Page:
A marginal reduction of around 50 million euros, compared to an annual value of 2.3 billion euros in Irish beef production, would result from the ratification of the EU-Mercosur trade agreement, according to an assessment by the EU-Mercosur trade agreement commissioned by the government.
Additional beef supply could be expected from Mercosur countries, but the amount will be limited and phased over six years, according to the assessment prepared by the EU-based advisory group Implement Economics, with contributions from stakeholders representing the ‘agriculture, business and industry, NGOs, government departments and agencies for business and the environment, and a steering group of representatives from the Ministries of Enterprise, Trade and Employment , and Agriculture, Food and Marine, and Teagasc.
The rather modest increase in imports, however, would focus on high-quality cuts and displace some of Irish beef in the EU market, if no mitigation measures were taken.
For the Irish beef sector, a higher estimate of the impact is a reduction in production volume of 0.08%, but the value of Irish beef production could fall by just over 2% .
In the assessment it was noted that several measures at EU level are in place (or planned) to protect the interests of Irish farmers and consumers.
These include a support program of up to € 1 billion to help EU farmers, including Irish beef farmers, in the event of a significant market disruption.
The trade agreement includes a safeguard clause, which can be used if the EU agri-food sector is, or is likely to be, seriously disrupted by increased imports.
All imported beef and other food products should fully comply with EU food safety standards.
The EU currently imports around 200,000 tonnes of beef from Mercosur countries, of which 75,000 tonnes are over-quota imports paying a high tariff of 40-45%. In the trade deal, the EU would maintain existing beef import quotas and high over-quota tariffs. But the EU would commit to a controlled and gradual opening of a new quota (with an in-quota tariff of 7.5%), and to reduce the in-quota tariff to zero on the existing quotas.
The expected additional imports of around 50,000 tonnes of beef to the EU, when the trade agreement is fully implemented, after six years, represent only half of the new quota of 99,000 tonnes, as over-quota quantities existing use of the new quota and lowering in-quota tariffs will increase the use of existing quotas.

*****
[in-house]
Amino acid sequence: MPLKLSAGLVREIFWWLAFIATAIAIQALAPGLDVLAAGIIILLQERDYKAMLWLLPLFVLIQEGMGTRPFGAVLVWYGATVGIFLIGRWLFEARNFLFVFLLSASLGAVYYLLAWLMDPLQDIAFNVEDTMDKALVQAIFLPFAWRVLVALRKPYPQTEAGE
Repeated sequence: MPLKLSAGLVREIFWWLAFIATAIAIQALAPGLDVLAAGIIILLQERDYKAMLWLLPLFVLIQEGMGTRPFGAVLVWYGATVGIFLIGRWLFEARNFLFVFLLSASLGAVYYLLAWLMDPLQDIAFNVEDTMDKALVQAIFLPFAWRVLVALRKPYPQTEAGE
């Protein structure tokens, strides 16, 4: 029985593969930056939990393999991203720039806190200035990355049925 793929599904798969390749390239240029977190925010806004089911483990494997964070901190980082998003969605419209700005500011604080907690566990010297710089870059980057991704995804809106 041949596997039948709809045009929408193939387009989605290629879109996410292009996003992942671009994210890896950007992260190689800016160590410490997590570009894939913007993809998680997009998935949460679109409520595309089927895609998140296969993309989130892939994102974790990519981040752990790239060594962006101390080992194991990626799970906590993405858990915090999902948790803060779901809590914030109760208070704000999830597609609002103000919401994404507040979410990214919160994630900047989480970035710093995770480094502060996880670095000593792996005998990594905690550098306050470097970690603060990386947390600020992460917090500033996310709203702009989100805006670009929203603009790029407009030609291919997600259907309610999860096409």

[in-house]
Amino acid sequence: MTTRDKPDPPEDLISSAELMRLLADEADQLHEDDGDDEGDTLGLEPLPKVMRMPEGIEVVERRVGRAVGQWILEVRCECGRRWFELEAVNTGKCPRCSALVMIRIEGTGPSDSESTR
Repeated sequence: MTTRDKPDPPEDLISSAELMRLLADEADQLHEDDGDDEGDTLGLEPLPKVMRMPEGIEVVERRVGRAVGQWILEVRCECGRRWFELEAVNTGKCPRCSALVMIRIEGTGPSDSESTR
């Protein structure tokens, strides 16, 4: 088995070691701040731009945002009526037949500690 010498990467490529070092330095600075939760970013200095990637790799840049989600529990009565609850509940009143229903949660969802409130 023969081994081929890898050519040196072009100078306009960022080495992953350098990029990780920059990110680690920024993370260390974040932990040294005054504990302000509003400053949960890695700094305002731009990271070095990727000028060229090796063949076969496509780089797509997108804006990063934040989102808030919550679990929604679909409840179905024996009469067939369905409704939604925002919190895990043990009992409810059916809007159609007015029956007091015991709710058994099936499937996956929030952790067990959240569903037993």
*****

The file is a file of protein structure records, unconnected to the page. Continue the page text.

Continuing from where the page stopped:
The expected increase in imports corresponds to around 0.7% of total EU beef production.
This is a high-end estimate, based on Mercosur’s remaining competitive exchange rates and the attractive EU market relative to other Mercosur export beef importers (such as China).
The assessment prepared for the Irish government considers that an increase (up to 1.1%) in agri-food exports from Mercosur to the EU after the trade agreement would not imply increased land use, nor illegal deforestation. . Rather, the additional production would come from more intensive use of existing agricultural land.
An expected increase in Brazilian beef exports to the EU of around 20,000 tonnes would correspond to a 0.2% increase in Brazilian beef production. No increase in the use of agricultural land for beef production in Brazil is envisaged.
According to the assessment, only 7-10% of agricultural land in Brazil and Argentina is devoted to beef, with grains, vegetables and fruits accounting for 85-90%.
However, more than 340 civil society organizations have urged the EU to suspend trade negotiations with Mercosur countries (Argentina, Brazil, Paraguay and Uruguay) due to deteriorating human rights and environmental conditions in the country. Brazil.
According to the new assessment, a cooperative approach to bring about sufficient policy changes in Mercosur countries and in the EU to offset the negative impacts of trade on biodiversity and forests, climate and environment, is part of the EU-Mercosur trade agreement. . And without the trade deal, it might be more difficult for the EU to exert any influence with Mercosur’s trading partners.
A key responsibility of the recently appointed EU Chief Trade Enforcement Officer would be to ensure that Mercosur beef production complies with EU rules and regulations, and that the sustainability and environmental commitments demanded of farmers of the EU are also respected by the producers of Mercosur.
Trade liberalization with Mercosur would slightly increase the reduction requirements necessary to meet Paris climate commitments in Ireland, by 0.06%.
However, the measures in the Irish Climate Bill could neutralize this impact.
On the positive side, it is underlined that the EU wishes to be the first major trading bloc to conclude a trade deal with the Mercosur bloc. Failure to ratify the deal would risk damaging the EU’s credibility in future trade negotiations.
There could be a first-mover advantage, giving the EU a competitive advantage in the Mercosur market of over 260 million consumers.
However, Mercosur is a difficult market, difficult to penetrate, with low purchasing power of consumers, and low prices would make it difficult for Irish businesses to compete.
Overall, the EU-Mercosur deal is expected to increase Irish exports to Mercosur by 17% and imports by 12%, and add € 0.5 billion to Ireland’s GDP in 2035 (an increase of 0.13%).
At the recent Council of EU Agriculture Ministers in Brussels, the Minister of State at the Ministry of Agriculture, Food and Marine, Martin Heydon, said that the EU-Mercosur agreement is a prime example of the need for a level playing field: “We support efforts to add additional, strong and legally enforceable commitments on environmental and climate action to this agreement.
“These commitments should include a regime of sanctions in the event of non-compliance, including the potential elimination of preferential tariff quotas. “